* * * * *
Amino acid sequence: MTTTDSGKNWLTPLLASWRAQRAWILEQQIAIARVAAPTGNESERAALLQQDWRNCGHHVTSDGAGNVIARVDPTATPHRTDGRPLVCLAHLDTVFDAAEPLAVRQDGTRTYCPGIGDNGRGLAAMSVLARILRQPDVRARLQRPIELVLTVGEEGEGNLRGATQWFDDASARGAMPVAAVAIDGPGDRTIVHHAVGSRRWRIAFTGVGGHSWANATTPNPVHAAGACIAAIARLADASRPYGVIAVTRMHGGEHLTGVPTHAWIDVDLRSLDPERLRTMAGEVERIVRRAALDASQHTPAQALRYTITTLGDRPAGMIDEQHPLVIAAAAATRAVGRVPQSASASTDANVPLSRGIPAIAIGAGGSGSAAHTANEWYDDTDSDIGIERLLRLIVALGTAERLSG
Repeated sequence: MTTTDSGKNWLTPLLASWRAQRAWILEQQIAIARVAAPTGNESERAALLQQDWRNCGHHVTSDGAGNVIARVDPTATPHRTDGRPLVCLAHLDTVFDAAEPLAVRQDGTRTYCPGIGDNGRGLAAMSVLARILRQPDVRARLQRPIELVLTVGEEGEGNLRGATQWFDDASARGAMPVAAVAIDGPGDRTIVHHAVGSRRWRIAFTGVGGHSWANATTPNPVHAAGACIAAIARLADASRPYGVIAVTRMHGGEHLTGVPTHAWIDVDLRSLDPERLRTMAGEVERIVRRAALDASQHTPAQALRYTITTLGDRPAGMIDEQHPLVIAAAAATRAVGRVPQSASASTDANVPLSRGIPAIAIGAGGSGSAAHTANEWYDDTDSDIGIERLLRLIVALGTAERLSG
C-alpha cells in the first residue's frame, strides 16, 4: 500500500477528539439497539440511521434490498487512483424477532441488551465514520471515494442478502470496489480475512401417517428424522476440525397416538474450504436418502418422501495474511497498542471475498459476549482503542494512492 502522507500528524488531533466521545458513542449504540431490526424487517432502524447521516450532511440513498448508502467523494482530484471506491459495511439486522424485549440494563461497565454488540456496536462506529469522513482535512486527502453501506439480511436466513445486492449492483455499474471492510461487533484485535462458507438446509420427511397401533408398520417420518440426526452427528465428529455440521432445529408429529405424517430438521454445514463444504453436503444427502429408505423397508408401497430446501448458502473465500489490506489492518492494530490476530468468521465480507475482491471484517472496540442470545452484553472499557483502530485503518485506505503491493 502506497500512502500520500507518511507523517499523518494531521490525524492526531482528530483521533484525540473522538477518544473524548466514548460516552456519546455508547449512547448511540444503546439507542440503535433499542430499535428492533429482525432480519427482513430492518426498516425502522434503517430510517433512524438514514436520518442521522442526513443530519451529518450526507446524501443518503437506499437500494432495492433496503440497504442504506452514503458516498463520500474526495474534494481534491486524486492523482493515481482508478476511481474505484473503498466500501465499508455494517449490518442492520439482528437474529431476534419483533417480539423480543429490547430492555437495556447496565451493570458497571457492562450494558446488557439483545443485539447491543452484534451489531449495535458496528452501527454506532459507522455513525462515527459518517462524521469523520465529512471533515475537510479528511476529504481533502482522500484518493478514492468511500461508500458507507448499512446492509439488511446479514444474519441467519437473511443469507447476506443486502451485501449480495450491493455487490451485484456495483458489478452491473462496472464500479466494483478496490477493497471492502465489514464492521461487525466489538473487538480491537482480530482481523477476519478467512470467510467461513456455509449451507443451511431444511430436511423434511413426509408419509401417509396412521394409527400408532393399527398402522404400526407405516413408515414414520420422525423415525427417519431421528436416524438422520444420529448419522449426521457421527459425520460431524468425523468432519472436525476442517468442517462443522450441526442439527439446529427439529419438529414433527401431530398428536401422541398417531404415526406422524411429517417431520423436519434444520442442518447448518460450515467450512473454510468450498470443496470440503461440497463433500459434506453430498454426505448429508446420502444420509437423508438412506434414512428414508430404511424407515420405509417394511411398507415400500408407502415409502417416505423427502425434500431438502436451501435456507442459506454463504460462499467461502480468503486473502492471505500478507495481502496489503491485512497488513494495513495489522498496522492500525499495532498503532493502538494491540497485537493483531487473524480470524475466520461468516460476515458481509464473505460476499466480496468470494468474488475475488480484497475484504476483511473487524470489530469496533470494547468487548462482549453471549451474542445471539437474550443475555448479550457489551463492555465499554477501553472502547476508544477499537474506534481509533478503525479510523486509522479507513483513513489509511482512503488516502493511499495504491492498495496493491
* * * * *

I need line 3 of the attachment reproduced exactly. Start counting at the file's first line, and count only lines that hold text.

C-alpha cells in the first residue's frame, strides 16, 4: 500500500477528539439497539440511521434490498487512483424477532441488551465514520471515494442478502470496489480475512401417517428424522476440525397416538474450504436418502418422501495474511497498542471475498459476549482503542494512492 502522507500528524488531533466521545458513542449504540431490526424487517432502524447521516450532511440513498448508502467523494482530484471506491459495511439486522424485549440494563461497565454488540456496536462506529469522513482535512486527502453501506439480511436466513445486492449492483455499474471492510461487533484485535462458507438446509420427511397401533408398520417420518440426526452427528465428529455440521432445529408429529405424517430438521454445514463444504453436503444427502429408505423397508408401497430446501448458502473465500489490506489492518492494530490476530468468521465480507475482491471484517472496540442470545452484553472499557483502530485503518485506505503491493 502506497500512502500520500507518511507523517499523518494531521490525524492526531482528530483521533484525540473522538477518544473524548466514548460516552456519546455508547449512547448511540444503546439507542440503535433499542430499535428492533429482525432480519427482513430492518426498516425502522434503517430510517433512524438514514436520518442521522442526513443530519451529518450526507446524501443518503437506499437500494432495492433496503440497504442504506452514503458516498463520500474526495474534494481534491486524486492523482493515481482508478476511481474505484473503498466500501465499508455494517449490518442492520439482528437474529431476534419483533417480539423480543429490547430492555437495556447496565451493570458497571457492562450494558446488557439483545443485539447491543452484534451489531449495535458496528452501527454506532459507522455513525462515527459518517462524521469523520465529512471533515475537510479528511476529504481533502482522500484518493478514492468511500461508500458507507448499512446492509439488511446479514444474519441467519437473511443469507447476506443486502451485501449480495450491493455487490451485484456495483458489478452491473462496472464500479466494483478496490477493497471492502465489514464492521461487525466489538473487538480491537482480530482481523477476519478467512470467510467461513456455509449451507443451511431444511430436511423434511413426509408419509401417509396412521394409527400408532393399527398402522404400526407405516413408515414414520420422525423415525427417519431421528436416524438422520444420529448419522449426521457421527459425520460431524468425523468432519472436525476442517468442517462443522450441526442439527439446529427439529419438529414433527401431530398428536401422541398417531404415526406422524411429517417431520423436519434444520442442518447448518460450515467450512473454510468450498470443496470440503461440497463433500459434506453430498454426505448429508446420502444420509437423508438412506434414512428414508430404511424407515420405509417394511411398507415400500408407502415409502417416505423427502425434500431438502436451501435456507442459506454463504460462499467461502480468503486473502492471505500478507495481502496489503491485512497488513494495513495489522498496522492500525499495532498503532493502538494491540497485537493483531487473524480470524475466520461468516460476515458481509464473505460476499466480496468470494468474488475475488480484497475484504476483511473487524470489530469496533470494547468487548462482549453471549451474542445471539437474550443475555448479550457489551463492555465499554477501553472502547476508544477499537474506534481509533478503525479510523486509522479507513483513513489509511482512503488516502493511499495504491492498495496493491